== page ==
Temporal processing performance, reading performance, and auditory processing disorder in learning-impaired children and controls
Walker KMM., Brown DK., Scarff C., Watson C., Muir P., Phillips DP.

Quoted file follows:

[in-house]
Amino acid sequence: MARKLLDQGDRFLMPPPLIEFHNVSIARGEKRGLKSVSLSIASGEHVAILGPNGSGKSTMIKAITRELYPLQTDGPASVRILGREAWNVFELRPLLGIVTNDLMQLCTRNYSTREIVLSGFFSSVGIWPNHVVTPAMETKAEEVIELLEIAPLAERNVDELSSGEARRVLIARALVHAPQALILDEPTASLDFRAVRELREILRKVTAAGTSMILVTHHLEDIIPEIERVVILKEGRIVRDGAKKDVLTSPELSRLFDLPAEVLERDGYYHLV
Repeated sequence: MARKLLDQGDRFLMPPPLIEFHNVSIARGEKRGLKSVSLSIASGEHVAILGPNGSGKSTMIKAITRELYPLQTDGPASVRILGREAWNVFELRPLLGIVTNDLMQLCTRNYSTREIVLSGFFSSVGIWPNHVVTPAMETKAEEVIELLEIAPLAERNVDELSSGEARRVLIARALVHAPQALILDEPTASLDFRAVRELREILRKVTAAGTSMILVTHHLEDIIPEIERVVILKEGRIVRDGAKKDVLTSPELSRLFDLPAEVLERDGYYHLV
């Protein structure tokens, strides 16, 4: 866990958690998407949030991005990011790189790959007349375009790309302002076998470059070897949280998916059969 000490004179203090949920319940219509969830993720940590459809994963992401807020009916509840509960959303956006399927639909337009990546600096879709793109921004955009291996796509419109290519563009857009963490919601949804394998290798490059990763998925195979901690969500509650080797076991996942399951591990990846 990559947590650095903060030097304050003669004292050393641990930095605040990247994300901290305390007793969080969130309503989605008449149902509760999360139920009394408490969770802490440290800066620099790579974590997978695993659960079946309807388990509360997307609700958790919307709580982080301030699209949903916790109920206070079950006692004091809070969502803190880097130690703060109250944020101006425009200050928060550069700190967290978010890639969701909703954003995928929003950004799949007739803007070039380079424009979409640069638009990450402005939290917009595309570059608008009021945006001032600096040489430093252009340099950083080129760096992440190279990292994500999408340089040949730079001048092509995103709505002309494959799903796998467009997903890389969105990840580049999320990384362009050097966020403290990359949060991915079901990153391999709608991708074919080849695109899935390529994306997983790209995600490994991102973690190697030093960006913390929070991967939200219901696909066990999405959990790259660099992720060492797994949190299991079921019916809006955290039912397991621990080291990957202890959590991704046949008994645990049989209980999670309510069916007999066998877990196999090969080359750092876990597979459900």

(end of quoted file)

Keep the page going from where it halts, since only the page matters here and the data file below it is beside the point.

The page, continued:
This paper examines the relations between temporal processing and reading performance by comparing the performance of 38 children with learning impairments (LI) to 32 age-matched, typically developing subjects (controls) on these tasks. Subjects were tested on four auditory and four visual temporal processing tasks, and four language/reading tasks. Subjects in the LI group were also tested for auditory processing disorder (APD). Kruskal-Wallis tests and Spearman correlation coefficients were used to evaluate the differences and relations between group test scores (alpha = 0.05, Bonferroni corrected). LI subjects performed more poorly than controls on reading and phonological awareness tasks, as well as on the subset of temporal processing tasks that required the relative timing of two stimulus events. There was a trend for performance on language/reading and several auditory temporal processing tasks to drop from control subjects, to those with LI alone, to those with both APD and LI. Scores on a subset of relative timing tasks were positively correlated with reading scores for controls, but not LI subjects. The results suggest that relative timing judgements of auditory and visual stimuli, rather than the identification of a single, brief stimulus event, may play a key role in reading development.